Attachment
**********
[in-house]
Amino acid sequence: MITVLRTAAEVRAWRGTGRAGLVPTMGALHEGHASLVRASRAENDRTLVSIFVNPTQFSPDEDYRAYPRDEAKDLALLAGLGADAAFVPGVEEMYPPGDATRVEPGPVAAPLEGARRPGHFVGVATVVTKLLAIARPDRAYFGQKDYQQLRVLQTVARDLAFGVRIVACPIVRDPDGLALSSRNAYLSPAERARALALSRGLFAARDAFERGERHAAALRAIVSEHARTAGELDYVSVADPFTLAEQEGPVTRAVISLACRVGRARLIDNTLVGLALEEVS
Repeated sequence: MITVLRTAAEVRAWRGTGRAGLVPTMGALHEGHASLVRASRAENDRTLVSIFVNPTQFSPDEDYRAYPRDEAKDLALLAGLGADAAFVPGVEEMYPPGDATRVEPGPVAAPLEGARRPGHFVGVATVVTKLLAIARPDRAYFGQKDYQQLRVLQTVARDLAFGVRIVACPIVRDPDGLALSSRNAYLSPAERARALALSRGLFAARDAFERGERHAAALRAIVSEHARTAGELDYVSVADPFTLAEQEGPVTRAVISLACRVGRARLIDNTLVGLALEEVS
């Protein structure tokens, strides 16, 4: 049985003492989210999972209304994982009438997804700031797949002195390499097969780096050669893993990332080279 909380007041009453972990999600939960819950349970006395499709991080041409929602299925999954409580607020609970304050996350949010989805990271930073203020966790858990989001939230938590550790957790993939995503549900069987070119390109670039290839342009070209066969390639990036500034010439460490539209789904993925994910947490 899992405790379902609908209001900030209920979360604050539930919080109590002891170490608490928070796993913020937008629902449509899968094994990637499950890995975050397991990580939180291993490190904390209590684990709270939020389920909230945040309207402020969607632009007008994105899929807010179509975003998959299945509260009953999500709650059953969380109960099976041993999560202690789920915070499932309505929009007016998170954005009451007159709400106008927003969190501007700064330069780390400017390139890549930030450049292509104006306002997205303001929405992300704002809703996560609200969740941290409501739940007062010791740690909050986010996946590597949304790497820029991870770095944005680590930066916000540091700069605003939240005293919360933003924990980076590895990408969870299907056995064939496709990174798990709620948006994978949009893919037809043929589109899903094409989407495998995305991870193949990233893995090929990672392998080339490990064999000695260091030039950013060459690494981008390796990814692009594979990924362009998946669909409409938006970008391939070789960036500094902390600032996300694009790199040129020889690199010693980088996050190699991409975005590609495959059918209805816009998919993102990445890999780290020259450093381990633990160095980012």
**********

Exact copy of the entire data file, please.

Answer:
[in-house]
Amino acid sequence: MITVLRTAAEVRAWRGTGRAGLVPTMGALHEGHASLVRASRAENDRTLVSIFVNPTQFSPDEDYRAYPRDEAKDLALLAGLGADAAFVPGVEEMYPPGDATRVEPGPVAAPLEGARRPGHFVGVATVVTKLLAIARPDRAYFGQKDYQQLRVLQTVARDLAFGVRIVACPIVRDPDGLALSSRNAYLSPAERARALALSRGLFAARDAFERGERHAAALRAIVSEHARTAGELDYVSVADPFTLAEQEGPVTRAVISLACRVGRARLIDNTLVGLALEEVS
Repeated sequence: MITVLRTAAEVRAWRGTGRAGLVPTMGALHEGHASLVRASRAENDRTLVSIFVNPTQFSPDEDYRAYPRDEAKDLALLAGLGADAAFVPGVEEMYPPGDATRVEPGPVAAPLEGARRPGHFVGVATVVTKLLAIARPDRAYFGQKDYQQLRVLQTVARDLAFGVRIVACPIVRDPDGLALSSRNAYLSPAERARALALSRGLFAARDAFERGERHAAALRAIVSEHARTAGELDYVSVADPFTLAEQEGPVTRAVISLACRVGRARLIDNTLVGLALEEVS
């Protein structure tokens, strides 16, 4: 049985003492989210999972209304994982009438997804700031797949002195390499097969780096050669893993990332080279 909380007041009453972990999600939960819950349970006395499709991080041409929602299925999954409580607020609970304050996350949010989805990271930073203020966790858990989001939230938590550790957790993939995503549900069987070119390109670039290839342009070209066969390639990036500034010439460490539209789904993925994910947490 899992405790379902609908209001900030209920979360604050539930919080109590002891170490608490928070796993913020937008629902449509899968094994990637499950890995975050397991990580939180291993490190904390209590684990709270939020389920909230945040309207402020969607632009007008994105899929807010179509975003998959299945509260009953999500709650059953969380109960099976041993999560202690789920915070499932309505929009007016998170954005009451007159709400106008927003969190501007700064330069780390400017390139890549930030450049292509104006306002997205303001929405992300704002809703996560609200969740941290409501739940007062010791740690909050986010996946590597949304790497820029991870770095944005680590930066916000540091700069605003939240005293919360933003924990980076590895990408969870299907056995064939496709990174798990709620948006994978949009893919037809043929589109899903094409989407495998995305991870193949990233893995090929990672392998080339490990064999000695260091030039950013060459690494981008390796990814692009594979990924362009998946669909409409938006970008391939070789960036500094902390600032996300694009790199040129020889690199010693980088996050190699991409975005590609495959059918209805816009998919993102990445890999780290020259450093381990633990160095980012």